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During the annual conference of the American Psychiatric Nurses Association (APNA) in October, a presentation given by Christine Tebaldi, MS, PMHNP-BC, exemplified one of the many reasons she received the Excellence in Leadership Award during the three-day event in Indianapolis.
Tebaldi, McLean’s director of emergency and consultative services in community hospital programs, presented on the mental health component of the disaster response to the 2013 Boston
Marathon bombings. During the session, she reviewed the role of behavioral health in emergency preparedness and response. More specifically, how the utilization of psychological first aid principles, crisis management coupled with rapid response, and early intervention can mitigate long-term effects of potentially traumatic events.
Tebaldi’s presentation was also selected for inclusion in Conference Express, a peer-reviewed highlights publication of the APNA 2014 Annual Conference.
It’s not surprising to the McLean community that Tebaldi received such an honor from the APNA. She has long been a leader in her field—serving in both clinical and advocacy roles for local, regional, and national mental health nursing organizations. Her community volunteer work started with the American Red Cross (ARC) just days after September 11, 2001, when she signed up to work in a respite center near ground zero.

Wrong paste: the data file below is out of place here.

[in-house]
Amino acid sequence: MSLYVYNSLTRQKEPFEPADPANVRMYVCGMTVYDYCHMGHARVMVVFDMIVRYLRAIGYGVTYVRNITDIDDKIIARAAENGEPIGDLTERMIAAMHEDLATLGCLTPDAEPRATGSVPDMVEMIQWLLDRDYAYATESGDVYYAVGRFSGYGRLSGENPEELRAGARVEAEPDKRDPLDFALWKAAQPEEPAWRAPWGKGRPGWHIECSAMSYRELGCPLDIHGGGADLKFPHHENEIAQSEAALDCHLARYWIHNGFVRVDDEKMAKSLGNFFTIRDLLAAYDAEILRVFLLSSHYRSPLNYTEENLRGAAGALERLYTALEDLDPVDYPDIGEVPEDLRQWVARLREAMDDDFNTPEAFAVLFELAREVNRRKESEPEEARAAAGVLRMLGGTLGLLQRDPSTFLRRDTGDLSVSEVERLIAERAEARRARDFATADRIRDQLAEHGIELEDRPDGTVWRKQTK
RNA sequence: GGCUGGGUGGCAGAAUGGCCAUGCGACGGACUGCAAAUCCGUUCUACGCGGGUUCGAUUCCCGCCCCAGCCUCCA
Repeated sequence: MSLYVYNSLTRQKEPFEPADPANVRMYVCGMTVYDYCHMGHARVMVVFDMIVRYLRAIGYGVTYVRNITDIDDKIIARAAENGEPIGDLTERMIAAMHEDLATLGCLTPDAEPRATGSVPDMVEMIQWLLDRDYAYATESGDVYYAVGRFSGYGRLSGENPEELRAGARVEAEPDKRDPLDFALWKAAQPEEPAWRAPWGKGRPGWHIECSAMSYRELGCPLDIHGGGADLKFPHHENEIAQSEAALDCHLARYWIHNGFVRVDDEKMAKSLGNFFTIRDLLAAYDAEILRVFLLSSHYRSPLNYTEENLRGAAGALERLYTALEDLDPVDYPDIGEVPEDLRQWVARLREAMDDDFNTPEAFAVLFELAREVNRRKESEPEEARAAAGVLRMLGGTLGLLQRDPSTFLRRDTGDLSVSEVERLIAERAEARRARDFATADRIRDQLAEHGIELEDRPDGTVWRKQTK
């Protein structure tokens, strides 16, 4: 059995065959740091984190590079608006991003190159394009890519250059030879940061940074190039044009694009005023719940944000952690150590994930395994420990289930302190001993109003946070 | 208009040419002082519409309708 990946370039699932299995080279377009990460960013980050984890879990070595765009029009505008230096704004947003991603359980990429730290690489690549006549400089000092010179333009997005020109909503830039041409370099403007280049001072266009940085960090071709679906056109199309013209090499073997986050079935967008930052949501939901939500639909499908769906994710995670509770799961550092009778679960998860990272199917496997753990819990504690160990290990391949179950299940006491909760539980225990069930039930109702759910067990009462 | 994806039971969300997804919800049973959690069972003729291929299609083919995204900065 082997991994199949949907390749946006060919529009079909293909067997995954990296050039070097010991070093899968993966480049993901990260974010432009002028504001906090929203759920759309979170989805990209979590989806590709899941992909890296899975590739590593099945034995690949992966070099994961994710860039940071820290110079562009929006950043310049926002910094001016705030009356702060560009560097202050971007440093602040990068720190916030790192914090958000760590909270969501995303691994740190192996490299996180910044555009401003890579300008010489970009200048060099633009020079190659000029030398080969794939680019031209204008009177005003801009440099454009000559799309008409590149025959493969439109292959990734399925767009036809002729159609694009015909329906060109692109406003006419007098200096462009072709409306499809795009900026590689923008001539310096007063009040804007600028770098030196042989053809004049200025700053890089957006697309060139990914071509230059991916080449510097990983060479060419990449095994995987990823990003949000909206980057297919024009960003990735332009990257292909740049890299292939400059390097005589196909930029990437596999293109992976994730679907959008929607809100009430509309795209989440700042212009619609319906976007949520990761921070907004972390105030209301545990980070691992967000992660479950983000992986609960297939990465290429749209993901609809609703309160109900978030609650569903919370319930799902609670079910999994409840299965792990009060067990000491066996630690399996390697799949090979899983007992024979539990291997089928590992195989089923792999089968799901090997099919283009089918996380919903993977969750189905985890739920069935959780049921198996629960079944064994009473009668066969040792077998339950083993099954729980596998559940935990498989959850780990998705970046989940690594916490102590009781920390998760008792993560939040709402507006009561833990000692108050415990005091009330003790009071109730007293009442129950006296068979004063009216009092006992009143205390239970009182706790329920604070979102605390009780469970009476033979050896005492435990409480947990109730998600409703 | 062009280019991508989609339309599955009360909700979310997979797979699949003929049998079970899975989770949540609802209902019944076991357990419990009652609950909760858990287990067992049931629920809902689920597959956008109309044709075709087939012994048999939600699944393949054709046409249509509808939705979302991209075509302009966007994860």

A nurse since 1996, Tebaldi said she was drawn to the profession so she could connect her interests in psychology, science, teaching, and helping others. “Nursing blends it all,” she said. “The most rewarding part of my job is being able to make a connection with patients and families and having a role in their recovery, health, and wellness.”
Since September 11, she has continued to volunteer for the ARC in various capacities. After the 2013 Boston Marathon bombings, she worked with disaster response teams and was appointed to serve as the ARC’s disaster mental health lead/chief for the relief operation. She continued to work with state and local agencies as well as individuals and families throughout the year following the events. During this year’s Boston Marathon, she coordinated mental health volunteers to be available along the route, at numerous events, and on the one-year anniversary, which was held at the Hynes Convention Center on April 15.
In 2011, Tebaldi was appointed to the Massachusetts State Board of Registration in Nursing. She has presented at numerous conferences across the country and has contributed to a number of industry publications. She administers adjunct education and training certifications throughout New York and New England, and has won numerous leadership awards.
At McLean, Tebaldi oversees multiple psychiatric services programs within hospital emergency departments (ED) and inpatient medical settings. Each ED is staffed by independently licensed psychiatric clinicians who ensure that quality care is available around the clock.
“McLean clinicians continually bring expertise to the community hospital setting,” Tebaldi added. “We are in the EDs ensuring that individuals experiencing crisis are able to be evaluated as soon as possible. We’re also there providing guidance and expertise for our colleagues within the hospital.”
Having worked at McLean since 2007, Tebaldi points out how the hospital has been a steadfast supporter of her volunteerism. “I feel fortunate that I am able to do what I love for work and am supported by the hospital’s leadership to provide the quality of care and clinical work that is very much needed in the community, especially during times of crisis.”
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